Roger L. Simon

Never Trust a Pundit, Especially Me

Okay, I don’t really consider myself a pundit-pundit, but I owe the readers of this website an apology:

I am a lousy judge of character. Don’t ever trust me again — or at least vet me extremely carefully.

I fell for Rick Perry, a man less qualified, it turns out, to be president than my dead grandmother. Yes, I had gone shooting with him in Austin and then to the NASCAR races and thought he was a swell guy.

But that has as much to do with being president, or even running for president, as flipping burgers at McDonald’s has to do with designing an iPad.

Although he had my early backing (I even tried to help with a teensy bit of speechwriting – something I never should have done given my occupation), Perry was a lousy candidate. Even beyond being a now famously inarticulate debater, on the stump he had almost nothing significant to say other than that he created jobs in his state, which he repeated ad infinitum, ad nausea as if some “political pro” (there’s an occupation for you) was perpetually whispering in his ear to stay on message. Oh, how he stayed. His campaign went nowhere.

But now it’s gotten worse. Perry has accused Romney of being a “vulture capitalist” at Bain Capital, just because some of the companies Bain invested in failed. Of course, that’s always true with such investments — and nobody forced anyone to take Bain’s money in the first place.

This basically anti-market propaganda from Perry would more normally come from a Norwegian socialist. The Texas governor sounds like a desperate hypocrite who is so ambitious he would be willing to take anything and anyone down with him. Shame on him. And shame on me.

Fortunately, I had long ago moved on, first for a brief pit stop with Herman Cain and then on to – Newt Gingrich.

Mistake two. (Or three, if you include Cain.) The very thing Perry lacked seduced me about Newt, articulateness. No one in American politics is a better talker. And he acted as if he was above the fray, dressing down the creeps in the MSM for their biased questions. He was so good for a while that I was able to overlook that he never said the same thing twice, even more that he had worked as an “historian” (his word, not mine) for Fannie and Freddie, the very institutions that destroyed the world economy. And this was the guy we wanted to turn things around for us?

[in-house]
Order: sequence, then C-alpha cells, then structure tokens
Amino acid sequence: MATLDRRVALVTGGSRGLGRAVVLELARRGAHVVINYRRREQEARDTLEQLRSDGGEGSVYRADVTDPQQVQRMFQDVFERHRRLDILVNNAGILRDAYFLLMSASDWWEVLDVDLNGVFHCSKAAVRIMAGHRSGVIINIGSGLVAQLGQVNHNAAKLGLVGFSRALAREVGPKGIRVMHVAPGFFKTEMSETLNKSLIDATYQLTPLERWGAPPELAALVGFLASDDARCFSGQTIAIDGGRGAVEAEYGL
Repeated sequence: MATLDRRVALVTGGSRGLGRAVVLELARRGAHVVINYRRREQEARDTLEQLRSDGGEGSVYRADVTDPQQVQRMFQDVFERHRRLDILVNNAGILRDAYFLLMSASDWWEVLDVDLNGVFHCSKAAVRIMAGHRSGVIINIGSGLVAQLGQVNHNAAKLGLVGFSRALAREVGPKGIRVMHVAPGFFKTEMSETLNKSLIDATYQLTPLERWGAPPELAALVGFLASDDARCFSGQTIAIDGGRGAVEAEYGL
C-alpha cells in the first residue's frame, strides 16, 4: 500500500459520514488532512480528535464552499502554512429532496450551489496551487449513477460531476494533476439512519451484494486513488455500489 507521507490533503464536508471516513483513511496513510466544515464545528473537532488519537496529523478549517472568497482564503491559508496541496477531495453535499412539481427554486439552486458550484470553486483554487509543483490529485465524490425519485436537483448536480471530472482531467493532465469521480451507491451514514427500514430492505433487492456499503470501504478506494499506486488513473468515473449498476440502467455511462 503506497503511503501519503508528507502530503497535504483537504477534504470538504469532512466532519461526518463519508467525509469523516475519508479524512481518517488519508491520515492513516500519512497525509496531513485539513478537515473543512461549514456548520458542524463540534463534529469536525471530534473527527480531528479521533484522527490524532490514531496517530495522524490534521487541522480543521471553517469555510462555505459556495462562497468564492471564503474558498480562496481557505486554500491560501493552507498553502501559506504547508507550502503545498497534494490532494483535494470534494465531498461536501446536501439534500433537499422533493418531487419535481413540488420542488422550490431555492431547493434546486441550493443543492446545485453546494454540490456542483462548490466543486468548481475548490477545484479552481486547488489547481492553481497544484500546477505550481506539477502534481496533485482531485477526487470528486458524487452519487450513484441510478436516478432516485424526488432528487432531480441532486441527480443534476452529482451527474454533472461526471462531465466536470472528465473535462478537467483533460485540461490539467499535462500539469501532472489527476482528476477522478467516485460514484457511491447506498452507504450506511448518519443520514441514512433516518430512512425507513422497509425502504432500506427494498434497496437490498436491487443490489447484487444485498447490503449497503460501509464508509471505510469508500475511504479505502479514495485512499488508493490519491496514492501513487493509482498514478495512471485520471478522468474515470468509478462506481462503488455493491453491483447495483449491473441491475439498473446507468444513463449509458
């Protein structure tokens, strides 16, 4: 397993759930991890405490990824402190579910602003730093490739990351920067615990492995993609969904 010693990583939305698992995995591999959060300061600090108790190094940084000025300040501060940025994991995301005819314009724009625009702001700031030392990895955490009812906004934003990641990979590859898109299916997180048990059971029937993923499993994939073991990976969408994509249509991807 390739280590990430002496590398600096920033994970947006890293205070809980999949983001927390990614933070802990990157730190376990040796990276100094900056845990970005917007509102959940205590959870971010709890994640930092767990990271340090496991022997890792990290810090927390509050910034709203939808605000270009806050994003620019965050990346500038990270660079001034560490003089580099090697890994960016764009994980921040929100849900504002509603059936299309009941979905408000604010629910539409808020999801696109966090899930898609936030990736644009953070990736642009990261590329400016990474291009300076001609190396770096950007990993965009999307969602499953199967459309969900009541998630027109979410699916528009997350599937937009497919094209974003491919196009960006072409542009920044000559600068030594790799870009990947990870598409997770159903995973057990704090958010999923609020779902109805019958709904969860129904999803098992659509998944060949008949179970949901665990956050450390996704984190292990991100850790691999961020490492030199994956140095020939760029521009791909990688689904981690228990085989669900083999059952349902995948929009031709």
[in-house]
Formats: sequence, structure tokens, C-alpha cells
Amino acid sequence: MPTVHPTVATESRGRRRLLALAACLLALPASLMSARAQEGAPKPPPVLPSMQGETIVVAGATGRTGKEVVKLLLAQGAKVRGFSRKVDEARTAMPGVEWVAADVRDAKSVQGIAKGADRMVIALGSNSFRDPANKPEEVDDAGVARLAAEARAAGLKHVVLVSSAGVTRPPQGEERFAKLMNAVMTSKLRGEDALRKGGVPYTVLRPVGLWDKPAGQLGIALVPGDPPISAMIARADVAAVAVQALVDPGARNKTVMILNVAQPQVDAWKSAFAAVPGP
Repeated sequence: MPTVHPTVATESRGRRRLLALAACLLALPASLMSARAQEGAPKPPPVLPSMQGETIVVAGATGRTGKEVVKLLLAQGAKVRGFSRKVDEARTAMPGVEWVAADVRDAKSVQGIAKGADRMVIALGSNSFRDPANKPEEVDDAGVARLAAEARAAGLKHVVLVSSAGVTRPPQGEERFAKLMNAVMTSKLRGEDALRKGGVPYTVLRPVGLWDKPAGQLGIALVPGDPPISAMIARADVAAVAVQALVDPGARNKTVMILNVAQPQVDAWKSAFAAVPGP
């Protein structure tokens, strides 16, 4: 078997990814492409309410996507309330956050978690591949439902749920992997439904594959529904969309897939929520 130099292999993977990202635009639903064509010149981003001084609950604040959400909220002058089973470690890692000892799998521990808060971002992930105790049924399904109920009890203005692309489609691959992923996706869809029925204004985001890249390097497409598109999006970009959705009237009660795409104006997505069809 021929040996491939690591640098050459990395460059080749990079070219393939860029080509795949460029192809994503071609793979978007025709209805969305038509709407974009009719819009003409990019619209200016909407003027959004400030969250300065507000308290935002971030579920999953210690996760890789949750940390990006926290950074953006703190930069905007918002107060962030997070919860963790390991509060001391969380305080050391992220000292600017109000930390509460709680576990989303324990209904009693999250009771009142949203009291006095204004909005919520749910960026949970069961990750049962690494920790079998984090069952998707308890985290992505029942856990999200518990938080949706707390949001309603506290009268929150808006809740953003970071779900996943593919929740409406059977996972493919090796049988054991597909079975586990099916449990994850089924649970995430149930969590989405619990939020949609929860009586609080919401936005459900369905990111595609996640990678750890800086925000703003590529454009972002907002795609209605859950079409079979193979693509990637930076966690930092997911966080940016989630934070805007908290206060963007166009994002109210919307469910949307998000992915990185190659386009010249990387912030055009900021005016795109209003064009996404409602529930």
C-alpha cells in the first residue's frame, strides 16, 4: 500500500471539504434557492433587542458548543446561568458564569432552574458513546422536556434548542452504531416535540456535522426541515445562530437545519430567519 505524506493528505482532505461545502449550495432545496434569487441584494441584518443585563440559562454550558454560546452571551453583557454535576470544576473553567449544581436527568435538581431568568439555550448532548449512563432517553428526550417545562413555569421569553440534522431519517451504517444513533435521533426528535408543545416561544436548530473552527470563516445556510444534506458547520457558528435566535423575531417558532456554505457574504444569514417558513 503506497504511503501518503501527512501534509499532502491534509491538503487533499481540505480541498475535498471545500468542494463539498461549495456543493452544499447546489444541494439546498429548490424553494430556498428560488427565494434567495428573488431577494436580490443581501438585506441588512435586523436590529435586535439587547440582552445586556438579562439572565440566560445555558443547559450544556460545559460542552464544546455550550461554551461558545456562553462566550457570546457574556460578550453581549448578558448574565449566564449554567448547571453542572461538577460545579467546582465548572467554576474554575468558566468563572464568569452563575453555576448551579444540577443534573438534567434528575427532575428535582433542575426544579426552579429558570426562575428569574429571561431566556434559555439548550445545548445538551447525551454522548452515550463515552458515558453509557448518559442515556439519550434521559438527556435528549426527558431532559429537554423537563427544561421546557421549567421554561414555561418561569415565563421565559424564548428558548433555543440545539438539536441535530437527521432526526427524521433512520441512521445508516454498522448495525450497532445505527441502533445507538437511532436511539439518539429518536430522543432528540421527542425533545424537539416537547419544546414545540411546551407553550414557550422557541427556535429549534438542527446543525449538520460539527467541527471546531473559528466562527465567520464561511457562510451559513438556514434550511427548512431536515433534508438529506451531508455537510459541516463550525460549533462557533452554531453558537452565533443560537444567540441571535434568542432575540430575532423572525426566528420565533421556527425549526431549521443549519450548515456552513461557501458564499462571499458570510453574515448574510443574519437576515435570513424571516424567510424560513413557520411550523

Still, I hoped there would be a new Newt and indeed it looked as if there might be until Romney’s Super PAC started to say some nasty things. Then the old Newt returned – in spades. An angry warthog emerged, snorting across the public stage, unable to control his emotions. Who would want such a person in the White House?

So have I become a Romney person? Am I a band-wagonner, jumping on the night of a solid victory in New Hampshire?

Well, I’ve always been a band-wagonner in sports, a Yankees fan as a kid and then a Lakers fan as an adult – all usually winners. I mean this very night when Romney dropped 39 (%) on Paul, Huntsman, Santorum, and Gingrich, Kobe dropped a yet more impressive 48 (points) on the Suns. And he was playing with a bum wrist.

So maybe I should go with the winner. After all, in this instance winning’s even more important than the NBA. It’s the USA. To me, it’s all about beating Obama and getting this country back on track. It’s pretty obvious Romney is the best suited to do that (unless the Republicans could trade for Kobe).